Of course, coaching cancer patients is a delicate niche area, and I would hate to think of the sick being taken advantage of, so I tend to think of it as giving back to society, like a social or corporate responsibility, as most people with cancer lead very stressful lives, and therefore I charge lower rates that I usually do and make sure I provide a truly worthwhile service. Obviously coaching cancer patients are only a part of my general practice and are not intended to be the most profitable, but the difference it makes is enormous.

One client said that without my help she would have been completely lost and depressed, and that it has made an enormous difference to her recovery, and I have had several of the husbands of cancer patients thank me on many occasions and say what a difference the coaching has made to their wives – my focus being breast cancer so far. They have said that when their wives met me they were depressed and crying all the time and now they are so much stronger and positive and with the help of the vision board workshop, looking forward to the future. And what better testimonial could there be than that?

A word from Bev James Coaching Academy MD
Christine is someone I’ve known ever since I was a delegate at the Certificate weekend, when we sat next to each other. She was such a warm and bubbly person that we immediately became firm friends and have stayed in touch ever since. We meet up about one a year when Christine pops back to the UK.

I was so sad when Christine told me she had breast cancer, but not in the least surprised with the way she remained positive and optimistic throughout, and then used her coaching skills and personal experience to help other in a similar situation.

On a very personal note I am now living with and supporting a relative suffering with terminal cancer and even though the future may be bleak, each day is bright. Yes there are challenges, but there is also laugher, fun and daily plans make the most of every moment. I have certainly learnt and grown from being a part of it, and I totally appreciate the journey Christine has been on and the great work that she does. I am sure that her article will inspire and educate you, and would welcome your feedback and any your personal journeys you would like to share.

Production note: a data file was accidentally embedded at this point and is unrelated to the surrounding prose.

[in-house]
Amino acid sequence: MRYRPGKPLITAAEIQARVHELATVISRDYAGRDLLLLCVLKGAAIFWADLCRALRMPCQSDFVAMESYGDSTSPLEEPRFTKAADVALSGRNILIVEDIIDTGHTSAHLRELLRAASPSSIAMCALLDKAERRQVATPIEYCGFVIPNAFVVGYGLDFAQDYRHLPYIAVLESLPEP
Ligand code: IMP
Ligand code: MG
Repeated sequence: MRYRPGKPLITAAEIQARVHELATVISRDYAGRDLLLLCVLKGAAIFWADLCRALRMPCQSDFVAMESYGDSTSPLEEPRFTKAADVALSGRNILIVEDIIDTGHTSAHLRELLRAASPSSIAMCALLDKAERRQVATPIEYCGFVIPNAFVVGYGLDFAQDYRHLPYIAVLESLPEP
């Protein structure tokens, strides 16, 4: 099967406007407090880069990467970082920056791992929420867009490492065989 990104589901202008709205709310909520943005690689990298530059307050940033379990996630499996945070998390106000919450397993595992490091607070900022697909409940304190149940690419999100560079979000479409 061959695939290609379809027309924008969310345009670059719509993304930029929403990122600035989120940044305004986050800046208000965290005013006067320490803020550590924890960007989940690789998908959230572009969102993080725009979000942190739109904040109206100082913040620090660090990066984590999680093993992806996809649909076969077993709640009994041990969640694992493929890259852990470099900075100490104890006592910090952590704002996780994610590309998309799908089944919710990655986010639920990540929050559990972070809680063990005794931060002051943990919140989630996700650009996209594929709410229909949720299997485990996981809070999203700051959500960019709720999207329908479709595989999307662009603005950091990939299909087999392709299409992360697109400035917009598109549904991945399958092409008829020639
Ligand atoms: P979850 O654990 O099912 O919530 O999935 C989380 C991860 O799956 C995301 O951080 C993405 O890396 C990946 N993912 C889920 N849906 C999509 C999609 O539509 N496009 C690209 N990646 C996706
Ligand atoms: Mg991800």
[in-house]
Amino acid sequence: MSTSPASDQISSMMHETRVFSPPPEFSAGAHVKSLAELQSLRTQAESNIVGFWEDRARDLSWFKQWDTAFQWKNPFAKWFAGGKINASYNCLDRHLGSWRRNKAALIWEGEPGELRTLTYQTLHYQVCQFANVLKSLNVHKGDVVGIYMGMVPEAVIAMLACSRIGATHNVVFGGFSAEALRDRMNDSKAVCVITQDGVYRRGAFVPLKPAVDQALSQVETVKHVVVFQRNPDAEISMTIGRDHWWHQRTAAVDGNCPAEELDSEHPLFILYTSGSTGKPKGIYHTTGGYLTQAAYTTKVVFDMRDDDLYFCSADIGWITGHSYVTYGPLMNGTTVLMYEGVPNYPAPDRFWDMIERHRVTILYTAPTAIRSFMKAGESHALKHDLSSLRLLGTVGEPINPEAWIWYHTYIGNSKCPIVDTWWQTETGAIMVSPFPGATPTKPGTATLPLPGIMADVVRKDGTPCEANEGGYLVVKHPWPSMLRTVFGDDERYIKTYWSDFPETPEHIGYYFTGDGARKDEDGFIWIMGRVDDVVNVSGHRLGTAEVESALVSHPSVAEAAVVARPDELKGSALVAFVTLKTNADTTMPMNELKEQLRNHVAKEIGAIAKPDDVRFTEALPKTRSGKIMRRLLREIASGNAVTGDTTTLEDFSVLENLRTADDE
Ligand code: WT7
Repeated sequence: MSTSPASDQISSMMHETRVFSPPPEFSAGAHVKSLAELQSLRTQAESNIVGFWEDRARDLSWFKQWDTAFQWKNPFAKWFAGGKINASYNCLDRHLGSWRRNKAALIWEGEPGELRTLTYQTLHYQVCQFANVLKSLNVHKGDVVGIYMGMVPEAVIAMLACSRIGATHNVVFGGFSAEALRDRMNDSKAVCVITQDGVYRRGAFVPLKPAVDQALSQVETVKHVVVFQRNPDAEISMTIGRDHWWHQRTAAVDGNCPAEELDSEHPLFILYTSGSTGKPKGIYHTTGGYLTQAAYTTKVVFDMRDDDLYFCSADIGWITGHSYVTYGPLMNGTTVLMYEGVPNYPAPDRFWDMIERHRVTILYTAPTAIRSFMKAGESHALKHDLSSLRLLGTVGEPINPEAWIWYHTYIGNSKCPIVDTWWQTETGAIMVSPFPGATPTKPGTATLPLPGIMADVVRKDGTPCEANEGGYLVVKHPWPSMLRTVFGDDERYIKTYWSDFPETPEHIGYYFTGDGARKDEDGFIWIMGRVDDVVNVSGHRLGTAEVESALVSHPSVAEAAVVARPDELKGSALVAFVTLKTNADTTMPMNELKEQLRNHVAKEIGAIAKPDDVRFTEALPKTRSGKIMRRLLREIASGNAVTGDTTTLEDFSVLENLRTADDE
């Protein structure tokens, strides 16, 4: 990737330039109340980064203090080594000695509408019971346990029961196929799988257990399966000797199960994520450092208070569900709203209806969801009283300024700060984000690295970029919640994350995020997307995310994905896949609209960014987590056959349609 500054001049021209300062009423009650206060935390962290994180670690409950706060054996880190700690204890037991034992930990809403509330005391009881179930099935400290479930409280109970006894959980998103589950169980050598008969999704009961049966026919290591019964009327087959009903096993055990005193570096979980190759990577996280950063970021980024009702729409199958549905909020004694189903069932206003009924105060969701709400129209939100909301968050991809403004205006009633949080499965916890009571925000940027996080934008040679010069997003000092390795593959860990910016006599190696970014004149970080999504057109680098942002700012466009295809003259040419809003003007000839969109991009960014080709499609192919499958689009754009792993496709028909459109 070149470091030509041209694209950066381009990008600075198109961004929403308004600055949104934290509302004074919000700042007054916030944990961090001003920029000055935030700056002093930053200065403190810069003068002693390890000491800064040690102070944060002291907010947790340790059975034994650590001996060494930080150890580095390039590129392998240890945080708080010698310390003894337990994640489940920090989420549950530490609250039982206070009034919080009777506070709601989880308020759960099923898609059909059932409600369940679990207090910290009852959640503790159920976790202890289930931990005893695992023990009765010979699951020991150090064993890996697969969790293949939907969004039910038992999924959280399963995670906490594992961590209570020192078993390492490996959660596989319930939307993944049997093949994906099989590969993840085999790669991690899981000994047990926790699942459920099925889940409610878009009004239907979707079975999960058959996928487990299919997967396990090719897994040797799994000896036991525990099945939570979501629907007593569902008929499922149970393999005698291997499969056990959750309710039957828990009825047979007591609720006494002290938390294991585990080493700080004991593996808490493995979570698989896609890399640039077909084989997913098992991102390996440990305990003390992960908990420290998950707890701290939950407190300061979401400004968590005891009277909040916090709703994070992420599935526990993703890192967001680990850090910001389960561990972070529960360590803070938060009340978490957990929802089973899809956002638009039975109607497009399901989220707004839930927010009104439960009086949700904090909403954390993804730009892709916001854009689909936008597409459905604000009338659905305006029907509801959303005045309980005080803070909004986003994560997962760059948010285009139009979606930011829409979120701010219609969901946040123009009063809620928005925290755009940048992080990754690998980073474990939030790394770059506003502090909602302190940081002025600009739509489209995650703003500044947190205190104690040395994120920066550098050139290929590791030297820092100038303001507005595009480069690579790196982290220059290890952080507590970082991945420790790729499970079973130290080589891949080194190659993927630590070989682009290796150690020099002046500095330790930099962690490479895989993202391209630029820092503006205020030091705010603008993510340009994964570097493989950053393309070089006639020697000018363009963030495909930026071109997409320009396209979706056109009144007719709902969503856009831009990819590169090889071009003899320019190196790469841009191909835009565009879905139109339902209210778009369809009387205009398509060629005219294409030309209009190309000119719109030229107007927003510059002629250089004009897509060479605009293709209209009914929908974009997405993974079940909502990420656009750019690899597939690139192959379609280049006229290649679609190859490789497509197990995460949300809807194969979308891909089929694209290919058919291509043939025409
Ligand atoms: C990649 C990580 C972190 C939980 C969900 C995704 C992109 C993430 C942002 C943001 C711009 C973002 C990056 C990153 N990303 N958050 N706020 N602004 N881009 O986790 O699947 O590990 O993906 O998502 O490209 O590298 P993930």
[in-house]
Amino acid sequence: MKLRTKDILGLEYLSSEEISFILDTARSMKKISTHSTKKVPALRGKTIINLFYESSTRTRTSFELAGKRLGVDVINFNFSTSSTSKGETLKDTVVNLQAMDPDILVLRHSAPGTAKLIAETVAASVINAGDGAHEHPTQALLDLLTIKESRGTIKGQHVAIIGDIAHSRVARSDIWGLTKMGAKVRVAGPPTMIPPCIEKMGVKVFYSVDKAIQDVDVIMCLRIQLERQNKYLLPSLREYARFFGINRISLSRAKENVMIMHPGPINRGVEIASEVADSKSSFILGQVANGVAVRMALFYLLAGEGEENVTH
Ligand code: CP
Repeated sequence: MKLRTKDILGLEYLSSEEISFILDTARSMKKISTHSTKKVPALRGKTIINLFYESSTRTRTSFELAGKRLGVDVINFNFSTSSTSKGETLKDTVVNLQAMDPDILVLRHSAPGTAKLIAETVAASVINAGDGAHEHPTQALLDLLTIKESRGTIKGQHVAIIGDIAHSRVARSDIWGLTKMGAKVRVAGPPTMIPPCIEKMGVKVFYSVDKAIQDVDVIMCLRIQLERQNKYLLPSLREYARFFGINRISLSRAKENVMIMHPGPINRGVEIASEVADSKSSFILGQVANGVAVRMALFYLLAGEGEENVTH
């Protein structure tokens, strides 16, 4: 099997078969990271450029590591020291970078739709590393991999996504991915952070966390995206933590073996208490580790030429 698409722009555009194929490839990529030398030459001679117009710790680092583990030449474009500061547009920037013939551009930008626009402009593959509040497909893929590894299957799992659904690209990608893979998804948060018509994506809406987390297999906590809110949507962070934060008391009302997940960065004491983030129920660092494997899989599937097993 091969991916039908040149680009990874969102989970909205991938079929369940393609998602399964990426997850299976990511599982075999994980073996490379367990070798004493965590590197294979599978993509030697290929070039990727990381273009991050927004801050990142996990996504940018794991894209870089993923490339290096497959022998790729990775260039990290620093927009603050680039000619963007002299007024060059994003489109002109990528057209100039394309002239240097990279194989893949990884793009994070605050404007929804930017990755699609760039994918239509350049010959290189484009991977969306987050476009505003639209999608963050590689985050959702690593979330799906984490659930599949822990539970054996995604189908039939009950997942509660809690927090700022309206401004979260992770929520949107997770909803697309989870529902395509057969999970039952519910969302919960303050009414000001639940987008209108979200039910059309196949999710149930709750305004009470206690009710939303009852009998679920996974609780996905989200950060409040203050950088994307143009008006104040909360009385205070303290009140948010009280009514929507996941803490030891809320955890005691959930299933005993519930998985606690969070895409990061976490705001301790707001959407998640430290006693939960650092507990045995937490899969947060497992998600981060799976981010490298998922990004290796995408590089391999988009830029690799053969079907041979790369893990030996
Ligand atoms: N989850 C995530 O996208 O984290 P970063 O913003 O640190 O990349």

14 Responses to "Coaching Cancer Sufferers"

1 | Velma

July 29th, 2009 at 9:07 am


Hi. What a brilliant testimony of your life and also what you are doing. My background is in medicine and I so value what you do for people living with cancer. You are indeed and inspiration. I am still in training and not sure where I’ll end but keep on girl. God bless you.

2 | Barbara Cobbold

July 29th, 2009 at 9:10 am


Wow, what an inspiring story!
I took the Personal Diploma in Coaching when I was diagnosed with ME and was about to lose my job as a University Lecturer. The positive outlook the course helped me to develop has stood me in great stead and certainly helped me on my way to recovery. It would have been very easy to fall back into despondency and despair but by reframing all that negativity into what can I do, rather than what I cant do I have managed to learn to live with the ME and set up a small but growing Coaching practice.
As Christine says positivity is so important when things look bleak and sometimes step sizes have to be adjusted as the situation changes, sometimes big steps, sometimes small steps, but always steps going forward in a positive way. Friends look at me in amazement too and comment on my positive attitude and always having the ability to seek the solution rather than allowing the problem to overshadow everything.
Good luck to you in your coaching business, it seems there is a real need for coaches within the health service to help patients move forward through illness to find a new way of being post diagnosis. Perhaps a whole new niche area for a new generation of coaches coming through?